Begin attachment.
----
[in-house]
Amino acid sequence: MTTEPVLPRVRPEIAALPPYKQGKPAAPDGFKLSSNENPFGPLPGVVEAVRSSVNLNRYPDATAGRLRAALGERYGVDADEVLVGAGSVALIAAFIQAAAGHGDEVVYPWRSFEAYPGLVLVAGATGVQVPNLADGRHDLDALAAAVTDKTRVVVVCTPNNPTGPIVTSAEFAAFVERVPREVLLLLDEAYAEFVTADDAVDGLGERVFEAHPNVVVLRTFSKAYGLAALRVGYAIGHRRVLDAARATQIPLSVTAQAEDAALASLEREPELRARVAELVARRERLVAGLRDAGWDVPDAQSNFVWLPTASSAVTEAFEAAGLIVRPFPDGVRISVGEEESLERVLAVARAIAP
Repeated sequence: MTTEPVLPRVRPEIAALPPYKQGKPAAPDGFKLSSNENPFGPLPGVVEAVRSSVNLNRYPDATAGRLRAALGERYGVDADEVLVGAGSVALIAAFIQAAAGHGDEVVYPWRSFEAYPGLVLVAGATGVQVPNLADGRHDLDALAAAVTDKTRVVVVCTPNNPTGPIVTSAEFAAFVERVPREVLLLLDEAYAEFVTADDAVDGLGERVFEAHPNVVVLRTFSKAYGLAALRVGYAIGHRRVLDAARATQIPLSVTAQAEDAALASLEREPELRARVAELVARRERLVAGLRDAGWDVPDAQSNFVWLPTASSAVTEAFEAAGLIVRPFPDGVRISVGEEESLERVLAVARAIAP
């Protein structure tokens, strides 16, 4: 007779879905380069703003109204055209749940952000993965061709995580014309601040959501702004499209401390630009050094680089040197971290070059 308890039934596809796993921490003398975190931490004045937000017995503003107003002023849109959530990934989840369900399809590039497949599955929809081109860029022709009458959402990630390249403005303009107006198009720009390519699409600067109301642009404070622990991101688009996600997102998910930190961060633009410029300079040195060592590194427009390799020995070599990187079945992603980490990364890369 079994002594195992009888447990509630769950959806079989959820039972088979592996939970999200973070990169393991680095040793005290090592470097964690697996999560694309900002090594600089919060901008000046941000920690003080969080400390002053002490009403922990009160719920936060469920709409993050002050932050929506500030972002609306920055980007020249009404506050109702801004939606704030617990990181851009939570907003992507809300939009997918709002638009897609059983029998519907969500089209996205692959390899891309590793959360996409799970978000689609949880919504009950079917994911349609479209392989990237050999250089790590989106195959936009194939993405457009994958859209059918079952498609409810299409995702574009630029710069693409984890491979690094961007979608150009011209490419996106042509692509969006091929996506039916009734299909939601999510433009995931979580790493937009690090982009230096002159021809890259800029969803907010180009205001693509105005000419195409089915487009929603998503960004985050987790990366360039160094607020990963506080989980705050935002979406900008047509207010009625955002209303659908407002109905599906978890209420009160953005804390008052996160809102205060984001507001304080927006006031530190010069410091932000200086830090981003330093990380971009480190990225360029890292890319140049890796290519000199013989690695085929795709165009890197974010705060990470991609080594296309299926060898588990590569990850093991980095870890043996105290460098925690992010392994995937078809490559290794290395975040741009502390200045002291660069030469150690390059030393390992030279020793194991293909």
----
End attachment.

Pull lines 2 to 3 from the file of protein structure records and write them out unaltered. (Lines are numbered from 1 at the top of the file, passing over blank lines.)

Amino acid sequence: MTTEPVLPRVRPEIAALPPYKQGKPAAPDGFKLSSNENPFGPLPGVVEAVRSSVNLNRYPDATAGRLRAALGERYGVDADEVLVGAGSVALIAAFIQAAAGHGDEVVYPWRSFEAYPGLVLVAGATGVQVPNLADGRHDLDALAAAVTDKTRVVVVCTPNNPTGPIVTSAEFAAFVERVPREVLLLLDEAYAEFVTADDAVDGLGERVFEAHPNVVVLRTFSKAYGLAALRVGYAIGHRRVLDAARATQIPLSVTAQAEDAALASLEREPELRARVAELVARRERLVAGLRDAGWDVPDAQSNFVWLPTASSAVTEAFEAAGLIVRPFPDGVRISVGEEESLERVLAVARAIAP
Repeated sequence: MTTEPVLPRVRPEIAALPPYKQGKPAAPDGFKLSSNENPFGPLPGVVEAVRSSVNLNRYPDATAGRLRAALGERYGVDADEVLVGAGSVALIAAFIQAAAGHGDEVVYPWRSFEAYPGLVLVAGATGVQVPNLADGRHDLDALAAAVTDKTRVVVVCTPNNPTGPIVTSAEFAAFVERVPREVLLLLDEAYAEFVTADDAVDGLGERVFEAHPNVVVLRTFSKAYGLAALRVGYAIGHRRVLDAARATQIPLSVTAQAEDAALASLEREPELRARVAELVARRERLVAGLRDAGWDVPDAQSNFVWLPTASSAVTEAFEAAGLIVRPFPDGVRISVGEEESLERVLAVARAIAP